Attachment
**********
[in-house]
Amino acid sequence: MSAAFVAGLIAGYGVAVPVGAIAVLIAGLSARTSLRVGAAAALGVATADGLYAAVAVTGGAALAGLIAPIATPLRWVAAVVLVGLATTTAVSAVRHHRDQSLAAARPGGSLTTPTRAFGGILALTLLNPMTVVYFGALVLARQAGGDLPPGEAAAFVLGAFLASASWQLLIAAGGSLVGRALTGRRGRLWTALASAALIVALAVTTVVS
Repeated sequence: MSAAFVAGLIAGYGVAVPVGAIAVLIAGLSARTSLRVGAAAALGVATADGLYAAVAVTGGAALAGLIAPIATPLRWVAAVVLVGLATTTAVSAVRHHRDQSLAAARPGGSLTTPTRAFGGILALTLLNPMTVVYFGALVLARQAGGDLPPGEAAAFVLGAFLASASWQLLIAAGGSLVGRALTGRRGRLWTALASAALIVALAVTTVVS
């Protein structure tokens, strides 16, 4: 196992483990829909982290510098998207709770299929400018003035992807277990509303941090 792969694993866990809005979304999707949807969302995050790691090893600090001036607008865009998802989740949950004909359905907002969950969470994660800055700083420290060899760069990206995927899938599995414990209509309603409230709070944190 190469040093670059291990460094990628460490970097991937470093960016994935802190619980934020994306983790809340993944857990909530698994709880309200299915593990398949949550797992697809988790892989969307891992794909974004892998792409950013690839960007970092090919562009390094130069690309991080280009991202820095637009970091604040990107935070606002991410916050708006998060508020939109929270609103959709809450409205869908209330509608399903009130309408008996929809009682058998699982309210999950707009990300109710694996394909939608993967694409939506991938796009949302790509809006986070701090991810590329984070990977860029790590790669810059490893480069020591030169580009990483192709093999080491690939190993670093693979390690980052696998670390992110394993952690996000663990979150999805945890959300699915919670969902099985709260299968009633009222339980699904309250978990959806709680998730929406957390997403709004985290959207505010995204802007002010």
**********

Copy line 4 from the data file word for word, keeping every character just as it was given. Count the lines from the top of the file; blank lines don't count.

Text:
């Protein structure tokens, strides 16, 4: 196992483990829909982290510098998207709770299929400018003035992807277990509303941090 792969694993866990809005979304999707949807969302995050790691090893600090001036607008865009998802989740949950004909359905907002969950969470994660800055700083420290060899760069990206995927899938599995414990209509309603409230709070944190 190469040093670059291990460094990628460490970097991937470093960016994935802190619980934020994306983790809340993944857990909530698994709880309200299915593990398949949550797992697809988790892989969307891992794909974004892998792409950013690839960007970092090919562009390094130069690309991080280009991202820095637009970091604040990107935070606002991410916050708006998060508020939109929270609103959709809450409205869908209330509608399903009130309408008996929809009682058998699982309210999950707009990300109710694996394909939608993967694409939506991938796009949302790509809006986070701090991810590329984070990977860029790590790669810059490893480069020591030169580009990483192709093999080491690939190993670093693979390690980052696998670390992110394993952690996000663990979150999805945890959300699915919670969902099985709260299968009633009222339980699904309250978990959806709680998730929406957390997403709004985290959207505010995204802007002010």